Dia de los Muertos, celebrated each year October 31 through November 2, demonstrates the melding of European and Mesoamerican traditions that define contemporary Mexican culture. Different elements of the celebration can be traced to different origins: the holiday ties in closely with All Saints Day, a Catholic holiday, while the celebritorial nature of holiday reflects the Aztec belief that death is an integral part of life and should be accepted.
Each family’s traditions for Dia de los Muertos vary greatly, but few include a performance by an Aztec dance group. David Piña Aparicio, the owner of Tamalex, a Mexican restaurant in the heart of South Philadelphia,felt it was essential. The turmoil which defined 2020 motivated David to make this year’s celebration something to remember.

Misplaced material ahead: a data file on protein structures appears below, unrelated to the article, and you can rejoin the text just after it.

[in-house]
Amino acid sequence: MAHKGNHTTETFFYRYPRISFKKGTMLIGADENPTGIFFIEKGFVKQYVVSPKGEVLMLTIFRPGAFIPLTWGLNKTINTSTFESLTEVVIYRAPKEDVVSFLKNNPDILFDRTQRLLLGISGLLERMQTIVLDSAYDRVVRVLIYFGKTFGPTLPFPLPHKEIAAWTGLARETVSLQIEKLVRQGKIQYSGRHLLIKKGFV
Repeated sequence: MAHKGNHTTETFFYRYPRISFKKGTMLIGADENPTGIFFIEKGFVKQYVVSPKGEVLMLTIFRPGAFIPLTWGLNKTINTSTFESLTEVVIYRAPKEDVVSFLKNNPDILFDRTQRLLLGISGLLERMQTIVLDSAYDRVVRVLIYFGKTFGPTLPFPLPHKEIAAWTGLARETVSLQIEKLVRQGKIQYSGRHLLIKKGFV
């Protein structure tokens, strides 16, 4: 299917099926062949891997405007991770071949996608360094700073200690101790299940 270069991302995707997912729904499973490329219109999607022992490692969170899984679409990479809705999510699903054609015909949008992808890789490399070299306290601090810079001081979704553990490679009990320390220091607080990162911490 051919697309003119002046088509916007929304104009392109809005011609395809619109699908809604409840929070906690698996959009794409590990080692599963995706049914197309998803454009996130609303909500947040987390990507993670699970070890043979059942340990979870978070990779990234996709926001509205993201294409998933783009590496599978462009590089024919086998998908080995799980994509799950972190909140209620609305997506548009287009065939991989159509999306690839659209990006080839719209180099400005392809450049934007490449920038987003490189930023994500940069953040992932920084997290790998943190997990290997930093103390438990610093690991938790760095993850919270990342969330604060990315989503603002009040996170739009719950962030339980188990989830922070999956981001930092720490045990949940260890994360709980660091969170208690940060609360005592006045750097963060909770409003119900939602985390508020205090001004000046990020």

“Since we didn’t have the large celebration this year, we wanted the performance to be a special gift to the families,”Aparicio said. And “make sure that we don’t lose the traditions and in the future they keep doing it.”
Aztec culture has a prominent place in Philadelphia’s large Mexican community. At festivals and celebrations throughout the year, performers wearing traditional costumes and dancing to Aztec music is a common sight. Kalpulli Kamaxtle Xiuhcoatl, led by Javier Santamaría Maldonado stands out with their extraordinary costumes and performance.
Leticia Roa-Nixon, a group member and expert on indigenous culture says there are no specific Aztec ceremonies or dances for Dia de los Muertos. The group’s performance – drawn from Aztec belief in cyclical nature of life and the importance of elements earth, wind and fire – are personified the spirit of the celebration.